May 30, 2012
Having already spent a day with the kids at Santa Cruz Roman Catholic School, we returned to the school on Thursday with a heightened sense of confidence in our teaching abilities. As it were, the principal had requested that Britanny and I come prepared to spend the second day teaching our group of students about synonyms and antonyms. So, with a lesson plan already in mind, we walked into the classroom again on Thursday morning, ready to give the students of Standards V and VI an English lesson.
Yet, for all the planning that we had done, Belize’s characteristic unpredictability prevailed once again as our lesson was interrupted only a few minutes after it had begun. I was in the middle of writing examples of synonyms on the chalkboard when a tall, stocky woman in a traditional Mayan dress proudly marched into the classroom, followed by a shorter Mayan man who was struggling with a pile of projector equipment. Recognizing that she had interrupted a lesson, the woman unapologetically introduced herself to Britanny and me as a representative from a nearby secondary school and explained that she had come to talk to the children about furthering their education. Trading shrugs, Britanny and I told them to go ahead and set up for their presentation; synonyms could wait until the afternoon. So we pulled up two chairs in the back of the classroom, and we turned the floor over to our visitors from the Tumul K’in Center of Learning.
Now, I didn’t recognize it at first, but this interruption could not have been more opportune for Britanny and me as students of Mayan culture. For while it may seem that we were simply watching the Standard V and VI students learn about the advantages of attending secondary school, in a larger sense we were also witnessing Mayan cultural preservation in action. As the projected slideshow explained, the mission of the Tumul K’in Center of Learning is two-pronged. On one hand, the secondary school seeks to advance the modern Maya by providing an affordable secondary education to Mayan children with the hope that they will, as a result, be better equipped to promote socioeconomic development among their struggling people. But at the same time, Tumul K’in seeks to preserve Mayan culture by founding its curriculum upon traditional Mayan principles and practices. To understand how this two-part focus is put into action, take as an example Agricultural Science and Production, one of the two educational emphases at Tumul K’in. Students of Agricultural Science and Production spend time learning about modern agricultural practices throughout the world so that they can one day bring innovation back to their native villages and effect agricultural development. Yet in the same curriculum, significant time is devoted to teaching students about the fundamental role that agriculture has played in Mayan culture both historically and today. Thus, students of Agricultural Science and Production are trained to promote the development of modern Mayan agriculture, but in a way that remains loyal to traditional Mayan principles.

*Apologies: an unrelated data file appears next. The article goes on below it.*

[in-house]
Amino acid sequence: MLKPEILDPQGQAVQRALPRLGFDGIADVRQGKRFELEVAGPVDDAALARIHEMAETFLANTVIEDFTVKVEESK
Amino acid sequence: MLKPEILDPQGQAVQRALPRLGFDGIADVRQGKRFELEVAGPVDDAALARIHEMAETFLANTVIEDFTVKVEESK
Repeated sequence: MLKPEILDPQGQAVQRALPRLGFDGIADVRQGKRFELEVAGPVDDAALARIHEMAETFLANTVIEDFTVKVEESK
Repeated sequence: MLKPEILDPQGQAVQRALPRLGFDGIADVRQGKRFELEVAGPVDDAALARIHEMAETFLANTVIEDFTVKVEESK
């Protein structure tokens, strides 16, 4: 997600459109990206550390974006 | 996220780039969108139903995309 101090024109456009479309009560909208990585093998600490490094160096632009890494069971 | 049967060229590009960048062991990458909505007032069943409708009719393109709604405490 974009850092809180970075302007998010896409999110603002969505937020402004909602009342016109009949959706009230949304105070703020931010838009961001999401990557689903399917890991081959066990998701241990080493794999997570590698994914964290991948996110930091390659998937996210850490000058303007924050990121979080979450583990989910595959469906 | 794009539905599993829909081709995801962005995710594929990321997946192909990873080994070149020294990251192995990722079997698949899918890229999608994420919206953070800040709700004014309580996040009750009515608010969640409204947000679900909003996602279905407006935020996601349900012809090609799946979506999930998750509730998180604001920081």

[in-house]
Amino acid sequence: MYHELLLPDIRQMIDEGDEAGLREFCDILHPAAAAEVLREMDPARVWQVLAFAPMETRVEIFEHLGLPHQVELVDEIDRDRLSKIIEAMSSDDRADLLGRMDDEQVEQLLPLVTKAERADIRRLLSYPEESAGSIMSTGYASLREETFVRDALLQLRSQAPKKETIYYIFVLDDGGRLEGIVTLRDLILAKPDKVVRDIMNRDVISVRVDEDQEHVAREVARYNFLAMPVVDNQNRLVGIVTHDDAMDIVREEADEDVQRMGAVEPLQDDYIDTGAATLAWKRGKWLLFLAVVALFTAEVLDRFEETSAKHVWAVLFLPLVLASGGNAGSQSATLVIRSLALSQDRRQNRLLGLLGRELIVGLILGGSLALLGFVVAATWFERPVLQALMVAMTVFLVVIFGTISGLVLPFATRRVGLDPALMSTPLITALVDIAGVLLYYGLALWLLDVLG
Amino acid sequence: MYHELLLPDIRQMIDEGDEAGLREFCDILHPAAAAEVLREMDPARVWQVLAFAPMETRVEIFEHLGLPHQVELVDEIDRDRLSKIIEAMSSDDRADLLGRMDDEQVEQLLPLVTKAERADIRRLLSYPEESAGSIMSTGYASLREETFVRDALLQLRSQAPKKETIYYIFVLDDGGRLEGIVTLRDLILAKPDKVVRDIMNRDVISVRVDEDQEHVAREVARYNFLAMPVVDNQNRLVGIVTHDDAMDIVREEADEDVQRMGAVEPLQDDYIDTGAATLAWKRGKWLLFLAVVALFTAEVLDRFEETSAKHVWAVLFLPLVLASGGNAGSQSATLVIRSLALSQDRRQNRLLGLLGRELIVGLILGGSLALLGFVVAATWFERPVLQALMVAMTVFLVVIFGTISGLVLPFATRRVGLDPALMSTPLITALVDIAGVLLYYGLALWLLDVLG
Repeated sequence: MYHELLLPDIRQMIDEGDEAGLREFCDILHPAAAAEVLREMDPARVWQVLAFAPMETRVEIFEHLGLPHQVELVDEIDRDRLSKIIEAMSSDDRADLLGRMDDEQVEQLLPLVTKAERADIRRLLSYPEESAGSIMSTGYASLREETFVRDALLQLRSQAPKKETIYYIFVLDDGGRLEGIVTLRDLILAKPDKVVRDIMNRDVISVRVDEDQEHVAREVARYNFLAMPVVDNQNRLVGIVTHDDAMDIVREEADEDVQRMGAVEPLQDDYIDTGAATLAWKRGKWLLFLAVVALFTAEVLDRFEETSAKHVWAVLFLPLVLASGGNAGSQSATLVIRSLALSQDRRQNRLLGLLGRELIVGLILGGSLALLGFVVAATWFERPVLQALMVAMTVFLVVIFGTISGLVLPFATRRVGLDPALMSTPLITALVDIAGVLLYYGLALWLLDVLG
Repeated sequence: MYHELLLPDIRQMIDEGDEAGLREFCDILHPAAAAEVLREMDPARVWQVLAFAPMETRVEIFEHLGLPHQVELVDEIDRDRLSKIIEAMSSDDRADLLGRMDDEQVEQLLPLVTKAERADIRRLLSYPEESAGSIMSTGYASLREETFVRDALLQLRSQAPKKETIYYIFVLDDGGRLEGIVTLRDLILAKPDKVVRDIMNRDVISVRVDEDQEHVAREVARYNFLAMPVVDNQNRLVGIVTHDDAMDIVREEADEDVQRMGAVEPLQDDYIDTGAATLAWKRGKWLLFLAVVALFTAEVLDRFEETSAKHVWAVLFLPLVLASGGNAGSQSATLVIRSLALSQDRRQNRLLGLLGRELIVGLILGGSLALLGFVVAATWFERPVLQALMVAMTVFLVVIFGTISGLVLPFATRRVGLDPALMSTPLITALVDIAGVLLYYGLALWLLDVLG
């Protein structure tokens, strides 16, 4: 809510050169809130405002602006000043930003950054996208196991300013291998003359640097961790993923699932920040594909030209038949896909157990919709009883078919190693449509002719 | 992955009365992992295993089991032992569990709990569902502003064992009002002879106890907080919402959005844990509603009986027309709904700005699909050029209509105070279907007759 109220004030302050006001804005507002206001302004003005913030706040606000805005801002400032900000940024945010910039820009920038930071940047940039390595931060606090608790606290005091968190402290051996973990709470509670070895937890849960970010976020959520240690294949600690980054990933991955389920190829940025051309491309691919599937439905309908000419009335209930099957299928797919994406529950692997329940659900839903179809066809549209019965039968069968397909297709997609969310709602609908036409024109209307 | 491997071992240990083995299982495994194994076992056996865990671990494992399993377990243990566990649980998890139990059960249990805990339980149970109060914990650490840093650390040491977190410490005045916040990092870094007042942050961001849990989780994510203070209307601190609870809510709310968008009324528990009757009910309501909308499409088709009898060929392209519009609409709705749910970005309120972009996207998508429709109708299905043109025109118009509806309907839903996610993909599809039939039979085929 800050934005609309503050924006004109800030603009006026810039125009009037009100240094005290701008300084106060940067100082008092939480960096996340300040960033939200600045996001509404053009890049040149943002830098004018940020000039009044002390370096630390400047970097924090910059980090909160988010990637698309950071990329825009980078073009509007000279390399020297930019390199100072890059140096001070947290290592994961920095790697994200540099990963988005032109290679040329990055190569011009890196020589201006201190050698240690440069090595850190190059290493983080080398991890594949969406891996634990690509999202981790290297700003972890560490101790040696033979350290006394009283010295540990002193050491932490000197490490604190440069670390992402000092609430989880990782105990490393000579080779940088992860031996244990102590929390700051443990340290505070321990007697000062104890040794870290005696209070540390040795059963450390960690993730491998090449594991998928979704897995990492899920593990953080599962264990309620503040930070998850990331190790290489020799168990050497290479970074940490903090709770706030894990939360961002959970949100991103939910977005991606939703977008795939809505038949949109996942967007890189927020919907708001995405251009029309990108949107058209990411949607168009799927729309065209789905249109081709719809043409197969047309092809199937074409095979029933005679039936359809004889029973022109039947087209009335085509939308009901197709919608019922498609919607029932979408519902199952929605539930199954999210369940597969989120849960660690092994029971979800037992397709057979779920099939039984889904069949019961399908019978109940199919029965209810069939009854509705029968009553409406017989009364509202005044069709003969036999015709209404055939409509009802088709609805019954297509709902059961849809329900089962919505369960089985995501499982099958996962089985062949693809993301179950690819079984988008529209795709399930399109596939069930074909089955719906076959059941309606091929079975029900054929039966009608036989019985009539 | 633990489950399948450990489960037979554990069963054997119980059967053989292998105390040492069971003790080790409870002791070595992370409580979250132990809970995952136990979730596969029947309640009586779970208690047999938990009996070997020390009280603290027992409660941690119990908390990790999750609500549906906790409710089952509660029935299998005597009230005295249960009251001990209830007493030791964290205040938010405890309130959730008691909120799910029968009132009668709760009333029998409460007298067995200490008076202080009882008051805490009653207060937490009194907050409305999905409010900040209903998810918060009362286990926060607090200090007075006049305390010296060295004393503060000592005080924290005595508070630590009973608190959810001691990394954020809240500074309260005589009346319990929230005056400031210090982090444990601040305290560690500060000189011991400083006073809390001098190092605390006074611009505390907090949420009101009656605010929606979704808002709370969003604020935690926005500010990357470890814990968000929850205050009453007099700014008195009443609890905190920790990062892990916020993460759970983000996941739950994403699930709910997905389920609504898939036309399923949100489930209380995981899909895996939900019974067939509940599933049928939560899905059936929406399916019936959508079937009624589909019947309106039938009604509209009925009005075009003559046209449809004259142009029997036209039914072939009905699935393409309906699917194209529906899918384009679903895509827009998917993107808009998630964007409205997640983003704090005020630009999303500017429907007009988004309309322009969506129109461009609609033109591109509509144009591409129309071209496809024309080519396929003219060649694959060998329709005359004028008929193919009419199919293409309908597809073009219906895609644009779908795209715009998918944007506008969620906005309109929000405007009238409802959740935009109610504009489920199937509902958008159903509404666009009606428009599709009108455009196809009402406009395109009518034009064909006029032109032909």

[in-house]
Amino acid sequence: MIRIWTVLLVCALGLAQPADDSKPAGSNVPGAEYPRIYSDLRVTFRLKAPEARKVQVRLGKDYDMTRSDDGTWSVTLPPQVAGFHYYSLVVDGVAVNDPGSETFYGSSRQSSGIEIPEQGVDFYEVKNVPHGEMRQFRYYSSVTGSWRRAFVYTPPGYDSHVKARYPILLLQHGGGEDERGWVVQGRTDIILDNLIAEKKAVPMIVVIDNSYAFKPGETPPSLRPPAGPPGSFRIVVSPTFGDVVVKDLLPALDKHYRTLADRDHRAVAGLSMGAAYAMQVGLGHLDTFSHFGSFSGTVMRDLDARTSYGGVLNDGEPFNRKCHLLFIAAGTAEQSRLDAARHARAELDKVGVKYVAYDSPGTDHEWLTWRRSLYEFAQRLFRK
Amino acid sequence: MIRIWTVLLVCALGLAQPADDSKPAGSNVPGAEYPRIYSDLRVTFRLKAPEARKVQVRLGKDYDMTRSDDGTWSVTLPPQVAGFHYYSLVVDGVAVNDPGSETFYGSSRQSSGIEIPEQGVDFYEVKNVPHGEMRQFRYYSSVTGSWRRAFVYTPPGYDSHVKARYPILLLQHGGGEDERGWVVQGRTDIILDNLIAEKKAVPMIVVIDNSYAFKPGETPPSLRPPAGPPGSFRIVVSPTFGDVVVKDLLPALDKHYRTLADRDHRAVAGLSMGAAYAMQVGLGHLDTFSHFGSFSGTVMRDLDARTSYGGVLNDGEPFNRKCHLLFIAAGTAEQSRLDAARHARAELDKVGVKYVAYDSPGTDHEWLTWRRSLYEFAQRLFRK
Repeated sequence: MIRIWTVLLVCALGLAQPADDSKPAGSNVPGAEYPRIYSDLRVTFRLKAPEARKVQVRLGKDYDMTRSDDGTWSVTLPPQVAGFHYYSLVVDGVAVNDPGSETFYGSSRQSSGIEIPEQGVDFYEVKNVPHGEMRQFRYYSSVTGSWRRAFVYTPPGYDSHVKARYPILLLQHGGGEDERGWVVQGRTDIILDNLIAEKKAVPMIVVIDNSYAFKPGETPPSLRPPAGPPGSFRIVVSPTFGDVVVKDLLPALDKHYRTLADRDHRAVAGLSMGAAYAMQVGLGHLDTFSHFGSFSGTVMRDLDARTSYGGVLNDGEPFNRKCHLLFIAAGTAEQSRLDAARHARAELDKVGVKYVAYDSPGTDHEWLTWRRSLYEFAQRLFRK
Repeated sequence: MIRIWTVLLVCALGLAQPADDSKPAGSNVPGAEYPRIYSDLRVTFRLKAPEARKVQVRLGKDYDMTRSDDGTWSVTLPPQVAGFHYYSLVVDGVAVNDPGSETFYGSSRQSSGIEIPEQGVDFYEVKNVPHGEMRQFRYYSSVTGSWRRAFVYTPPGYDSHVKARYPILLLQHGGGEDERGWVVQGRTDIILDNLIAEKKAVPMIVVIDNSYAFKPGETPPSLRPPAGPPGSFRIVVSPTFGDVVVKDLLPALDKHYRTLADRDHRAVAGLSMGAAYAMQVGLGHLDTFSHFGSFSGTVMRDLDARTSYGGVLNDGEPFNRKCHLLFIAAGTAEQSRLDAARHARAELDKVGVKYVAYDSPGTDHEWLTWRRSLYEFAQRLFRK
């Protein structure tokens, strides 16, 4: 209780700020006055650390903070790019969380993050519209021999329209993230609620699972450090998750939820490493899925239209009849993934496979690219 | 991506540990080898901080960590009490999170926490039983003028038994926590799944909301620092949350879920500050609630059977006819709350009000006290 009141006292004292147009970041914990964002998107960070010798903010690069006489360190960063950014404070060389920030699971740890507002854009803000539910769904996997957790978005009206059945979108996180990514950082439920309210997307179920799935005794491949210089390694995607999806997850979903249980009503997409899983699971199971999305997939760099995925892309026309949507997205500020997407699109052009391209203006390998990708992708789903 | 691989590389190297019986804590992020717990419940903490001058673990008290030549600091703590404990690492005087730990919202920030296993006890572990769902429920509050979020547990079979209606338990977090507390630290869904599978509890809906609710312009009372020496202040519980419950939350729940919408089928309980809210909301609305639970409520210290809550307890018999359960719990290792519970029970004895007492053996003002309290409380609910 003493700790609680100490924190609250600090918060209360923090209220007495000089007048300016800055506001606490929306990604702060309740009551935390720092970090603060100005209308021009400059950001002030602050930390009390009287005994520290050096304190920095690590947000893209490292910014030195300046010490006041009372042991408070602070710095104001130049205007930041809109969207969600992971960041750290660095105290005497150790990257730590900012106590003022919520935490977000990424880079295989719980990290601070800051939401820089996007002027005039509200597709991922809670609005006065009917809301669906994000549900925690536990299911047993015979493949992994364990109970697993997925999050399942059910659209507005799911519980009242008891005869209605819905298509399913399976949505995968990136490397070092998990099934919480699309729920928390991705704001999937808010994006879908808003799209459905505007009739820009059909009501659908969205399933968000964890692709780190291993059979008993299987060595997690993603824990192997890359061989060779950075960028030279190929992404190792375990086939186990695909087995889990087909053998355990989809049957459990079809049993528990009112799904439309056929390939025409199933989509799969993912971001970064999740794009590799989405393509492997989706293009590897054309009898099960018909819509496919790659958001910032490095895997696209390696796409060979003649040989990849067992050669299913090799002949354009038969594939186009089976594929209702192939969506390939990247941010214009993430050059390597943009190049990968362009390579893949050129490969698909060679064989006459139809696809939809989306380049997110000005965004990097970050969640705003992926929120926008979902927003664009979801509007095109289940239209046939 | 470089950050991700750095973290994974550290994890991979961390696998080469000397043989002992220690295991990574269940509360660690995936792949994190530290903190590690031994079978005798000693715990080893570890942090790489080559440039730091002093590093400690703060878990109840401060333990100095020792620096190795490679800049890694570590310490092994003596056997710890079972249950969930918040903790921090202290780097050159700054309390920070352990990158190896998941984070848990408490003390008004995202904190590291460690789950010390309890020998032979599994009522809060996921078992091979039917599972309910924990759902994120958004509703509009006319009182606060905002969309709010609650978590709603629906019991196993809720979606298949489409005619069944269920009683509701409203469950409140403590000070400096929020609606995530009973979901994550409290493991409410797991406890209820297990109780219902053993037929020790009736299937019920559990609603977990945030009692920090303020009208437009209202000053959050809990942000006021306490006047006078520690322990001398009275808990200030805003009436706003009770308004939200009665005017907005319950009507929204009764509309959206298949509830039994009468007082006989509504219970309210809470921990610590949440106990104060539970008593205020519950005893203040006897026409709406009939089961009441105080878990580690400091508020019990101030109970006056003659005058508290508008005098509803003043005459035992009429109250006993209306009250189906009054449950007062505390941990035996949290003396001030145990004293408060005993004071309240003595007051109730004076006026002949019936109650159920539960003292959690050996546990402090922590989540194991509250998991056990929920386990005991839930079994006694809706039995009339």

In this way, explained the presenter, the Tumul K’in Center of Learning seeks to practice a “sustainable development identity.” As a student of environmental studies, I find this diction particularly interesting insofar as it departs from the typical environmental context of sustainable development. For while “development” in this usage still connotes societal development, “sustainable” does not refer to natural resources but cultural resources. Therefore, the sustainable development identity of Tumul K’in aims to increase Mayan prosperity without sacrificing Mayan tradition, and it was precisely this ideal that the woman was attempting to communicate to the children of Santa Cruz on Thursday morning. Needless to say, synonyms seemed relatively insignificant by the end of the presentation.
Sean Drake is a sophomore from Cincinnati, Ohio. As a double-major in Classics and Environmental Studies, his main interest is the intersection of ancient civilizations and the environment. As a result, he is interested in the link between the native Maya and their homeland. On the side, Sean loves to scuba dive as well as run as captain on the USC Marathon Team. He hopes to one day pursue a career in coastal management.